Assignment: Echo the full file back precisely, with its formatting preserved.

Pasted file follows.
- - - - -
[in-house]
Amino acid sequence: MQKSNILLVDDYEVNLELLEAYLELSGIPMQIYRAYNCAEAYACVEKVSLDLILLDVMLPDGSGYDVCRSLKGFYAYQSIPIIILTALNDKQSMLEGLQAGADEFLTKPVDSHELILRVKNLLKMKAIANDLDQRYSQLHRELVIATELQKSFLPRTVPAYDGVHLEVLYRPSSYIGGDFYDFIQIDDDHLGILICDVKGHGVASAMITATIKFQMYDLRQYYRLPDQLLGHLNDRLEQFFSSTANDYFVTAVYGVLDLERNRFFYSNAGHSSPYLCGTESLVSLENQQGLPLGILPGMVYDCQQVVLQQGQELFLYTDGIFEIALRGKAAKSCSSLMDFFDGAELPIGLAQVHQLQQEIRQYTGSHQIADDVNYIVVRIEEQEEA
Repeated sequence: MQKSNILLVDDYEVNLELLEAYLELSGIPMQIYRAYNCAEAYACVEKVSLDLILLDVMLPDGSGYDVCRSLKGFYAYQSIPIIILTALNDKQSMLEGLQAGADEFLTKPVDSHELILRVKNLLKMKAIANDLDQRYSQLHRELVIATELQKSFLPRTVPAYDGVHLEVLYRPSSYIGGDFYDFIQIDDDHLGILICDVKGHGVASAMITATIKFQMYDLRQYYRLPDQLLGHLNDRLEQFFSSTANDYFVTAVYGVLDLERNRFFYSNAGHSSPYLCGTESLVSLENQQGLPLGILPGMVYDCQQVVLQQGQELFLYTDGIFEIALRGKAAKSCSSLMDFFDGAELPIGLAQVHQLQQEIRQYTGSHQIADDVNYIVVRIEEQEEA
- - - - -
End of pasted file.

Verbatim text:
[in-house]
Amino acid sequence: MQKSNILLVDDYEVNLELLEAYLELSGIPMQIYRAYNCAEAYACVEKVSLDLILLDVMLPDGSGYDVCRSLKGFYAYQSIPIIILTALNDKQSMLEGLQAGADEFLTKPVDSHELILRVKNLLKMKAIANDLDQRYSQLHRELVIATELQKSFLPRTVPAYDGVHLEVLYRPSSYIGGDFYDFIQIDDDHLGILICDVKGHGVASAMITATIKFQMYDLRQYYRLPDQLLGHLNDRLEQFFSSTANDYFVTAVYGVLDLERNRFFYSNAGHSSPYLCGTESLVSLENQQGLPLGILPGMVYDCQQVVLQQGQELFLYTDGIFEIALRGKAAKSCSSLMDFFDGAELPIGLAQVHQLQQEIRQYTGSHQIADDVNYIVVRIEEQEEA
Repeated sequence: MQKSNILLVDDYEVNLELLEAYLELSGIPMQIYRAYNCAEAYACVEKVSLDLILLDVMLPDGSGYDVCRSLKGFYAYQSIPIIILTALNDKQSMLEGLQAGADEFLTKPVDSHELILRVKNLLKMKAIANDLDQRYSQLHRELVIATELQKSFLPRTVPAYDGVHLEVLYRPSSYIGGDFYDFIQIDDDHLGILICDVKGHGVASAMITATIKFQMYDLRQYYRLPDQLLGHLNDRLEQFFSSTANDYFVTAVYGVLDLERNRFFYSNAGHSSPYLCGTESLVSLENQQGLPLGILPGMVYDCQQVVLQQGQELFLYTDGIFEIALRGKAAKSCSSLMDFFDGAELPIGLAQVHQLQQEIRQYTGSHQIADDVNYIVVRIEEQEEA